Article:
So why would businesses want to set customer expectations  and then fail them?  Let’s look at an example.

Kiwiburst Frozen Yogurt

I stopped into this Yogurt Shop before a client meeting.  I never had heard of them before.  The particular location was only open a couple of weeks.  The name sounded enticing to me.  Coincidentally, I had just finished listening to a book that featured a kiwi character –a New Zealander.  So, I went in.

What did I expect to find?

  • Signs with “G’Day mate” on them.
  • New Zealand flags or at least the colors of the flag.
  • A cute story about the origins of the name.

What did I actually find?

  • No New Zealand anything
  • No “Kiwi” flavor yogurt
  • A rather sad looking bin of cut up kiwi fruit in a back corner of the toppings section.

Vive La Difference!

The yogurt was no different than anywhere else.  I was disappointed in the interior.  With so many yogurt and ice cream stores around, why would I patronize the chain or this location in particular?

The Takeaway

If your company is setting customer expectations, then you must meet and hopefully, exceed them.

Over to you.  What do you think?  Please comment below.

  1. How often do you exceed customer expectations?
  2. How do you measure customer satisfaction?
  3. Does your company mission statement address meeting or exceeding customer expectations?

If you would like to contact me, you may do so by visiting my LinkedIn page, following me on Twitter,  or e-mailing me at rcberman2 (at) yahoo (dot) com.

Why You Should Use SMART Goals

April 5th, 2011

SMARTphoto © 2010 pshegubj | more info (via: Wylio)
Setting SMART Goals provides us with the best chance of achieving those goals.  SMART is an acronym for (Specific, Measurable, Attainable, Realistic, Timely).

Specific

If we are not very clear about what we are seeking to achieve, then how can we achieve it? Be explicit what success looks like so we know when we achieve it.

Measurable

The old saying that you can’t manage what you can’t measure is true.  A reliable set of metrics allows us to see progress and measure how we are progressing along the way.  Are we red, yellow or green in the condition?

Attainable

Lofty goals are aspirational.  Most of us do better with more concrete, tangible goals.  Give your employees a chance to actually achieve the goals you set for them.

Realistic

Most sports teams do not go from “worst to first” in one year.  So too, with your position in the marketplace.  Set reasonable, realistic goals along the path you want to travel.  If the employees feel that your firm is on a journey versus a mad, desperate dash, then they will be more invested in the results.

Timely

Of course, objective results should have timeframes associated with them.  Make those mileposts as soon as realistic, but not so early that you stretch the organization to the breaking point.  Missing opportunities need to be balanced against the opportunity cost.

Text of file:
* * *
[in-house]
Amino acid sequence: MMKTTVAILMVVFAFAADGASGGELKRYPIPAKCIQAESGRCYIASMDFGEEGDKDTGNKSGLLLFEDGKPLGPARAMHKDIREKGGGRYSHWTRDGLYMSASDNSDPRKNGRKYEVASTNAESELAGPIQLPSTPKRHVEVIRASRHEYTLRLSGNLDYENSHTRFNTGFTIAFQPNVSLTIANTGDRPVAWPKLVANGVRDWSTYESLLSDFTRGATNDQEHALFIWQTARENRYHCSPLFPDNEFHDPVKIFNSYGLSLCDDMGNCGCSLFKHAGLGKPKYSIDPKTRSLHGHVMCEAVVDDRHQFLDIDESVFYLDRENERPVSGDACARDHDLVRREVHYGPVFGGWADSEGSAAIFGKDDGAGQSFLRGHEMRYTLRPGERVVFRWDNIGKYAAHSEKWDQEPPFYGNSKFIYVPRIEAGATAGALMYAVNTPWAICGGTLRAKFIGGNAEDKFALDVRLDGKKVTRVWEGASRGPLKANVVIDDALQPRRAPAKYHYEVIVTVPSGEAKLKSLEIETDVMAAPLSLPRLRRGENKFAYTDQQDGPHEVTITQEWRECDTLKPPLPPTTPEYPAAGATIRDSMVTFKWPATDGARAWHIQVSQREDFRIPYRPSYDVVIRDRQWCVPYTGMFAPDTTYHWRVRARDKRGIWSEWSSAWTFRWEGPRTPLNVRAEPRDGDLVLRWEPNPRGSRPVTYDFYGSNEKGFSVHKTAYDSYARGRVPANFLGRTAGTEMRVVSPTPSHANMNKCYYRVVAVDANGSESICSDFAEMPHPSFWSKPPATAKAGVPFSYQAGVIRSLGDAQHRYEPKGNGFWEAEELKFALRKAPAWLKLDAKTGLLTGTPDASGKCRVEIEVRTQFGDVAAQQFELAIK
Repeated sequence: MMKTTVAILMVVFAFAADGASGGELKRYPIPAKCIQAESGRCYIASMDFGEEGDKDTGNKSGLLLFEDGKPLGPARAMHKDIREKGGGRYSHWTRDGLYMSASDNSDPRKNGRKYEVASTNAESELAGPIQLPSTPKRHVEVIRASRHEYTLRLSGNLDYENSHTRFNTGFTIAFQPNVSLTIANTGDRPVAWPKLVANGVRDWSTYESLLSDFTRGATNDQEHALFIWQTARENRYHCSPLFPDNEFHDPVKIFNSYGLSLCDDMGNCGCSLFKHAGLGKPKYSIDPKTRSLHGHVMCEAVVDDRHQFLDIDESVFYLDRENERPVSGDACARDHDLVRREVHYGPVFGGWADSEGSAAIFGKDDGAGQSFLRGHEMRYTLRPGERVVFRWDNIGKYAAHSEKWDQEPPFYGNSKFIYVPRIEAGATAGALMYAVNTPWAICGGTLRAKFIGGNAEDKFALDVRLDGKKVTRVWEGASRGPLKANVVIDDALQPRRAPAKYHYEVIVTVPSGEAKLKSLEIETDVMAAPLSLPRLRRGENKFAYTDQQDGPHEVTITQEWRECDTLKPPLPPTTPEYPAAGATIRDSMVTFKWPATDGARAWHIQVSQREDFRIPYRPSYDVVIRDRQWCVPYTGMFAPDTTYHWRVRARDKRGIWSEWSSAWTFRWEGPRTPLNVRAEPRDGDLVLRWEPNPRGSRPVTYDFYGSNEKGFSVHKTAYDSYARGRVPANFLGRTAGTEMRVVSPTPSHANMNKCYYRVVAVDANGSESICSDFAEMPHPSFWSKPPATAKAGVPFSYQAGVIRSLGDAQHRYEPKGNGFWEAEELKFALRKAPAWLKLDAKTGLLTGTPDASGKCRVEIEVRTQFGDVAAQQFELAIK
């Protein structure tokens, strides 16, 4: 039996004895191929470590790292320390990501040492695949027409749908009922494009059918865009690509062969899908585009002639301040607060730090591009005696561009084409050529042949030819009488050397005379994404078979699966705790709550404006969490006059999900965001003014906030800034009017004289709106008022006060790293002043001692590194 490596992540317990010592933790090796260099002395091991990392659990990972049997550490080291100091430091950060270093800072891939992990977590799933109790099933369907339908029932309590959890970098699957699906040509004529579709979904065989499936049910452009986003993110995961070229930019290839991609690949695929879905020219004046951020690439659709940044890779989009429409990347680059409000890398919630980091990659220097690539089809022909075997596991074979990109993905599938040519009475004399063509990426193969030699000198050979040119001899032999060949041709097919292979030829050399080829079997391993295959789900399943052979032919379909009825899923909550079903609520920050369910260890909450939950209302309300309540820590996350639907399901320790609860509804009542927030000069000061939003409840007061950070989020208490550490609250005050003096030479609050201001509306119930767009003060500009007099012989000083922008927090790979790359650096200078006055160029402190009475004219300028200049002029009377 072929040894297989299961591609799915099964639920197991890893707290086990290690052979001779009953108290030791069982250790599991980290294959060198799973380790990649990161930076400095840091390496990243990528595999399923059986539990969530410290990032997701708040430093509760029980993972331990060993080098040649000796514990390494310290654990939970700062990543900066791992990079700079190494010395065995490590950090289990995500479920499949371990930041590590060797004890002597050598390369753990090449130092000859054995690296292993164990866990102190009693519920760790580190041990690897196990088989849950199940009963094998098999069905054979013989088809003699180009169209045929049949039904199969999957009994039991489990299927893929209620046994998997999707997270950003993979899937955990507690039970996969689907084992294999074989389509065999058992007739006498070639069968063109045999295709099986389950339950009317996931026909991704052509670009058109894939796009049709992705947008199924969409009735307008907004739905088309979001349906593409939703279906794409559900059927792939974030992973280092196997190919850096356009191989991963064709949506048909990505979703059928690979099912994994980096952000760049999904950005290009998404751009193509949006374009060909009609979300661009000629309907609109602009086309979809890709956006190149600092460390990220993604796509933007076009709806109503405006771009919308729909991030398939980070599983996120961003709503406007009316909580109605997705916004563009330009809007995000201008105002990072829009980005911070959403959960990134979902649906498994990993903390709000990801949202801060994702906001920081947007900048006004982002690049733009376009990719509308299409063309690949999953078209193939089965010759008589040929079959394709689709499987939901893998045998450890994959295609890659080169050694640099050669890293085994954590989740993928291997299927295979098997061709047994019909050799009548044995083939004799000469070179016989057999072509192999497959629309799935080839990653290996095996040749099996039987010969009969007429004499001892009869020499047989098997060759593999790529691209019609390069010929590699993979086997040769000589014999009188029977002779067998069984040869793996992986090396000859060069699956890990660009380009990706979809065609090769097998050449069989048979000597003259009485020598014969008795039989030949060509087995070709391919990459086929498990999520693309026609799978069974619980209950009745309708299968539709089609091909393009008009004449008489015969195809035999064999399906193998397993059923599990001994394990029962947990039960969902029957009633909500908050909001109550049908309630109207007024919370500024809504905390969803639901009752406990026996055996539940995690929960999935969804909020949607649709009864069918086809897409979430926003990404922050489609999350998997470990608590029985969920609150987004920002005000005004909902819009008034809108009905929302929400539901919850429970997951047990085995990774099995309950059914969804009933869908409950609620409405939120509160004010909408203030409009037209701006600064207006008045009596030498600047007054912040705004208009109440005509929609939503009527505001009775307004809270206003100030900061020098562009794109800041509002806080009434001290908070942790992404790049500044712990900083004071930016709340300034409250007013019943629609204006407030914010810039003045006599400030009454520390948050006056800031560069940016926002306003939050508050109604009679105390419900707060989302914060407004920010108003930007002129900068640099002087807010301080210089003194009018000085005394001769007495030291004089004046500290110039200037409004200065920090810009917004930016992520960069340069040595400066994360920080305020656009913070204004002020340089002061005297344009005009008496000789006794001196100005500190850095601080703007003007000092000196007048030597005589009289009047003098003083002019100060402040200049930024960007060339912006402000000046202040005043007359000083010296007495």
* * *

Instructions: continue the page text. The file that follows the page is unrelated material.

The Takeaway

SMART Goals consider the needs of the organization. They create the best prospect for success.

That’s the lowdown.  Over to you.  Please comment below.

1.      Do you use SMART Goals?  Why?

2.      What has been your experience with SMART Goals?

3.      What is the goal setting process in your organization?

If you would like to contact me, you may do so by visiting my LinkedIn page, following me on Twitter,  or e-mailing me at rcberman2 (at) yahoo (dot) com.

 

Marketing Plans: Plan the Plan and Work the Plan

March 22nd, 2011

IT man versus salesmanphoto © 2009 Frits Ahlefeldt-Laurvig | more info (via: Wylio)
I was once asked by a business owner, “What do I need to do to move my company from a loss position to one of profits?”  I told her the answer was easy: increase revenues and decrease expenses.  I explained that the implementation was the hard part.

There were a few key steps along the journey to creating a marketing plan to elevate the firm to the next level. The points below are mainly focused only on the revenue side of the equation.  Equal care and analysis are needed to manage expenses.

Vision: We started with the owner’s vision for the business.  Then, we compared and contrasted the owner’s vision with what the employees described.  We identified and explored mismatches, overlaps and gaps.  The outcome was a vision everyone shared and agreed was correct for moving the business forward.

Strengths, Weaknesses, Opportunities, Threats (SWOT): I met with the owner and staff to assess the firm’s strengths, weaknesses, opportunities and threats that would need to be dealt with to achieve the vision.  Aside from enumerating and measuring many factors, we created an action plan list by responding to these two queries:

1.      To shore up major weaknesses and avoid major threats, we will take the following actions …

2.      To build on our strengths and opportunities, we will take the following actions…

Value Propositions: Informed by the vision, the SWOT helped identify today’s customers as well as tomorrow’s customers. These two groups are not always the same.  A value proposition was created for each type of target customer.  Unique Selling Propositions (USPs) were created for each group to guide the sales effort.

Marketing Plans: The Vision, SWOT action steps and Value Propositions including USPs all feed into a Marketing Plan.  The plan encapsulates the best thinking about where the company is today and where it is going over the next 1-3 years.  The plans help you establish the actual tactics and marketing tools you will use to acquire and retain customers.

Implementation/Management: The owner and employees MUST agree on what the tactics are, who owns them, what is to be delivered and by when.  The owner or key employee must manage the process and the deliverables. The oversight ensures timely completion of the necessary work to implement the entire Marketing Plan.

The Takeaway:

A thorough planning process will result in actionable ideas to keep the firm moving profitably toward its goals.  Plan the plan and work the plan.

That is what we discussed.  How about you?  Please comment below.

1.      Are there other steps to the process that you would add?

2.      Do you feel one of the steps is the most critical?

3.      Do you plan the plan and work the plan?

If you would like to contact me, you may do so by visiting my LinkedIn page, following me on Twitter,  or e-mailing me at rcberman2 (at) yahoo (dot) com.